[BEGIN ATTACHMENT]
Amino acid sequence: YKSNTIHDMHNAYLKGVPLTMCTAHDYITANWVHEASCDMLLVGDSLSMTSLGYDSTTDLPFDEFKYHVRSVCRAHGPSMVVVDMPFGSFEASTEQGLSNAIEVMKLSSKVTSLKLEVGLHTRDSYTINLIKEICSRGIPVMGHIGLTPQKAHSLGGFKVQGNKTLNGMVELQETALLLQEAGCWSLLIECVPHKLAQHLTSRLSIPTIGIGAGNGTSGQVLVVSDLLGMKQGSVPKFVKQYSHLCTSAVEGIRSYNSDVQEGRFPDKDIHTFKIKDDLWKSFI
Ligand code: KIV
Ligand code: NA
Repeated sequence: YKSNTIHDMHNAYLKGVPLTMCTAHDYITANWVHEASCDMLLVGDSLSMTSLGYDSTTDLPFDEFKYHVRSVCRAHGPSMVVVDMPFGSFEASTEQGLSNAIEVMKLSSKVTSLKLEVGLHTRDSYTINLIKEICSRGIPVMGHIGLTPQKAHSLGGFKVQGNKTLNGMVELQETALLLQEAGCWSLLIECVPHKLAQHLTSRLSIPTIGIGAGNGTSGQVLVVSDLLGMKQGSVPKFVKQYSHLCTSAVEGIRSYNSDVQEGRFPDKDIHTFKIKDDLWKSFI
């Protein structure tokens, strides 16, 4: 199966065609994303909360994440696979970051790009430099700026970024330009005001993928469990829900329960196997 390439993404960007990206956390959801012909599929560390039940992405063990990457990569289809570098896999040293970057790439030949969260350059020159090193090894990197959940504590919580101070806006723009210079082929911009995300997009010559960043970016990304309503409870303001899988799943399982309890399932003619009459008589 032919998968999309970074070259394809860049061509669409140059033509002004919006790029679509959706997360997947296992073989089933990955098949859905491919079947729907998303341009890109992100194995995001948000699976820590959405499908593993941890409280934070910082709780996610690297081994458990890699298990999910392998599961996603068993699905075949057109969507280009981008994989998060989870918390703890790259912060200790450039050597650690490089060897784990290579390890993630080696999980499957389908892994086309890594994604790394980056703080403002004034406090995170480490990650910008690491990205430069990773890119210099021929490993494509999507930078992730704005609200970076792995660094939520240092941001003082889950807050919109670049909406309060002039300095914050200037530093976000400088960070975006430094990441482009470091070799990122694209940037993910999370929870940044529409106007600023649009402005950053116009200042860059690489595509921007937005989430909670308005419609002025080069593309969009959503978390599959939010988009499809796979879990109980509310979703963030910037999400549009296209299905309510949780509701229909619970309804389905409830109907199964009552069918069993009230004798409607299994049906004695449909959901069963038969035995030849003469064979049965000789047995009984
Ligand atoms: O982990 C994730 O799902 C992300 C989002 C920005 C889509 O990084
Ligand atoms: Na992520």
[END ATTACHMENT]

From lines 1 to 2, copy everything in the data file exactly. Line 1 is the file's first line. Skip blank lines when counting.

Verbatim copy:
Amino acid sequence: YKSNTIHDMHNAYLKGVPLTMCTAHDYITANWVHEASCDMLLVGDSLSMTSLGYDSTTDLPFDEFKYHVRSVCRAHGPSMVVVDMPFGSFEASTEQGLSNAIEVMKLSSKVTSLKLEVGLHTRDSYTINLIKEICSRGIPVMGHIGLTPQKAHSLGGFKVQGNKTLNGMVELQETALLLQEAGCWSLLIECVPHKLAQHLTSRLSIPTIGIGAGNGTSGQVLVVSDLLGMKQGSVPKFVKQYSHLCTSAVEGIRSYNSDVQEGRFPDKDIHTFKIKDDLWKSFI
Ligand code: KIV